Obama has weighed in only fleetingly on the political debates surrounding the coronavirus, focusing his social media pronouncements on praising front-line workers like those in hospitals and grocery stores and applauding people donating critically needed medical supplies.
Two weeks ago, the former president marked the 10th anniversary of the day he signed the Affordable Care Act into law, warning that the law is “still under political attack right when we need care the most.”
One day after President Donald Trump declared that he wanted to begin reopening the country by this weekend, Obama posted an article on his social media feeds about the strain on New York City’s hospitals that he said showed why Americans should “maintain social distancing policies at least until we have comprehensive testing in place.”
And last week, Obama took a thinly veiled swipe at Trump when the president rolled back auto fuel efficiency standards, writing, “We’ve seen all too terribly the consequences of those who denied warnings of a pandemic” and warning that “we can’t afford” a similar downplaying of the threat of climate change.
Obama has not weighed in publicly on one plan: that of his former No. 2, Democratic presidential frontrunner Joe Biden. Biden last month released his own multipoint plan to combat coronavirus and lay the groundwork to be more prepared for future pandemics and added to it weeks later with a “emergency action plan” to revive the economy. Last week, he rolled out a checklist of recommendations for implementing and overseeing the $2.2 trillion rescue package Trump recently signed into law.
In the Vox interview that Obama praised, Warren criticized the Trump administration for its lack of a consistent, coherent plan to fight the outbreak. The Massachusetts senator dismissed Trump’s resistance to a strong federal response, describing his preference to let governors go their own way “just simply wrong.” In particular, Warren pointed to states battling against one another for critical medical supplies, asserting that the federal government should step in to allocate supplies based on need rather than allowing wealthier states to outbid poorer ones.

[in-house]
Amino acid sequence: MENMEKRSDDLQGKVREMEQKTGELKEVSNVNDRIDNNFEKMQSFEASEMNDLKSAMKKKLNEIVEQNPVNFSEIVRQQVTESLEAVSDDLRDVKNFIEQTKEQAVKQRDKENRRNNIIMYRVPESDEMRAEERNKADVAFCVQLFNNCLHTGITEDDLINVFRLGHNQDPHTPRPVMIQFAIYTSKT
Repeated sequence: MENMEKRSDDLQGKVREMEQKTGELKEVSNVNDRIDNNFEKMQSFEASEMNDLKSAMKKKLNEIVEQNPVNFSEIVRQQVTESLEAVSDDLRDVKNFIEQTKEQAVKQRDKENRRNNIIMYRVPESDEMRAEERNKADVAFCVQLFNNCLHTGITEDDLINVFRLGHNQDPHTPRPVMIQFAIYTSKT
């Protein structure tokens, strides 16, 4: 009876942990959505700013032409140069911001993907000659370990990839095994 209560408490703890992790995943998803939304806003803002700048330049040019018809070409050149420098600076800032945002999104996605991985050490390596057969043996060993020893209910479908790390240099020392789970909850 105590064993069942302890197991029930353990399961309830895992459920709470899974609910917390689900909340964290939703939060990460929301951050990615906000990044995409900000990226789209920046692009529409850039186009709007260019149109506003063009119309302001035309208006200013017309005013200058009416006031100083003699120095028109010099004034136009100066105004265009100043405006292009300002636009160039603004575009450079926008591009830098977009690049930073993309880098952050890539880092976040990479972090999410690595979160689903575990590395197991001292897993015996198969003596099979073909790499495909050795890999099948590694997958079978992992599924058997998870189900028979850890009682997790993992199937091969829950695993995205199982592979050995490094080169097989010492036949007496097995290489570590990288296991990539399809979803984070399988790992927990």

Warren also argued that when it comes to restarting the economy, which has come to a near-standstill in many areas, “only the federal government can cushion the economic blow here in a meaningful way.” She railed too against the lack of widespread coronavirus testing, claiming the data gleaned from such testing can be used to keep an eye on hot spots for Covid-19, the disease caused by the coronavirus.
Another area in which the White House has gone wrong, Warren added, is its “America first” posture that has the U.S. competing with other countries for resources and moving to ban the export of medical supplies in critical need around the globe.
“What you’re asking is the question we face all the time around climate change: We may be in competition with other countries economically and politically, but when it comes to saving the planet, we have to find a way to work together,” Warren explained. “There’s no such thing as saving the United States of America and letting the rest of the planet burn up.”
A still larger problem, Warren suggested, is how Americans will mobilize once the biggest threat from the virus passes and segments of the economy begin to reopen. Warren argued there’s no better time to adopt some of her key campaign promises: cancel student loan debt, invest in hardening infrastructure against the effects and invest in solutions to the housing crisis.
She also called for putting aside partisan animus in future stimulus packages, accusing Republicans of hamstringing Obama during the Great Recession.